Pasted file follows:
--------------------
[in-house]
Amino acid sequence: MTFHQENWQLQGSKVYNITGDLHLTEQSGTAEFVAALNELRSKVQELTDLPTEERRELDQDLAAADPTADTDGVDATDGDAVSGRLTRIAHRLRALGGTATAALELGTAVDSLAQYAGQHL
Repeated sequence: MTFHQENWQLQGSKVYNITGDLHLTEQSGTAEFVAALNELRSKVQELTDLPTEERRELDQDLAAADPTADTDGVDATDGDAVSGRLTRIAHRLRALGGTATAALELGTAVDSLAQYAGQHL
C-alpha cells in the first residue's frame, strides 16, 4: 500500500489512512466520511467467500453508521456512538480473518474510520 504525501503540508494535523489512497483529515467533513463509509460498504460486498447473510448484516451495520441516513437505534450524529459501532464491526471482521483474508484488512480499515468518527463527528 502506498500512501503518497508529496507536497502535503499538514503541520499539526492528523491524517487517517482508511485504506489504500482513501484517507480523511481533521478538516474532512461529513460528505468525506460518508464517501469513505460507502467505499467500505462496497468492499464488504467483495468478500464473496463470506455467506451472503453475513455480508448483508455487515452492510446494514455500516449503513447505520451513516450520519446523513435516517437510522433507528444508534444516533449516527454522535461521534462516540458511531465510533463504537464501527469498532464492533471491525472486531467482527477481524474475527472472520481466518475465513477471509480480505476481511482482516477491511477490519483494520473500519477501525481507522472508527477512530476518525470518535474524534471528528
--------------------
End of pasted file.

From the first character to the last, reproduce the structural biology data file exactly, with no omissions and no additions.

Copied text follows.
[in-house]
Amino acid sequence: MTFHQENWQLQGSKVYNITGDLHLTEQSGTAEFVAALNELRSKVQELTDLPTEERRELDQDLAAADPTADTDGVDATDGDAVSGRLTRIAHRLRALGGTATAALELGTAVDSLAQYAGQHL
Repeated sequence: MTFHQENWQLQGSKVYNITGDLHLTEQSGTAEFVAALNELRSKVQELTDLPTEERRELDQDLAAADPTADTDGVDATDGDAVSGRLTRIAHRLRALGGTATAALELGTAVDSLAQYAGQHL
C-alpha cells in the first residue's frame, strides 16, 4: 500500500489512512466520511467467500453508521456512538480473518474510520 504525501503540508494535523489512497483529515467533513463509509460498504460486498447473510448484516451495520441516513437505534450524529459501532464491526471482521483474508484488512480499515468518527463527528 502506498500512501503518497508529496507536497502535503499538514503541520499539526492528523491524517487517517482508511485504506489504500482513501484517507480523511481533521478538516474532512461529513460528505468525506460518508464517501469513505460507502467505499467500505462496497468492499464488504467483495468478500464473496463470506455467506451472503453475513455480508448483508455487515452492510446494514455500516449503513447505520451513516450520519446523513435516517437510522433507528444508534444516533449516527454522535461521534462516540458511531465510533463504537464501527469498532464492533471491525472486531467482527477481524474475527472472520481466518475465513477471509480480505476481511482482516477491511477490519483494520473500519477501525481507522472508527477512530476518525470518535474524534471528528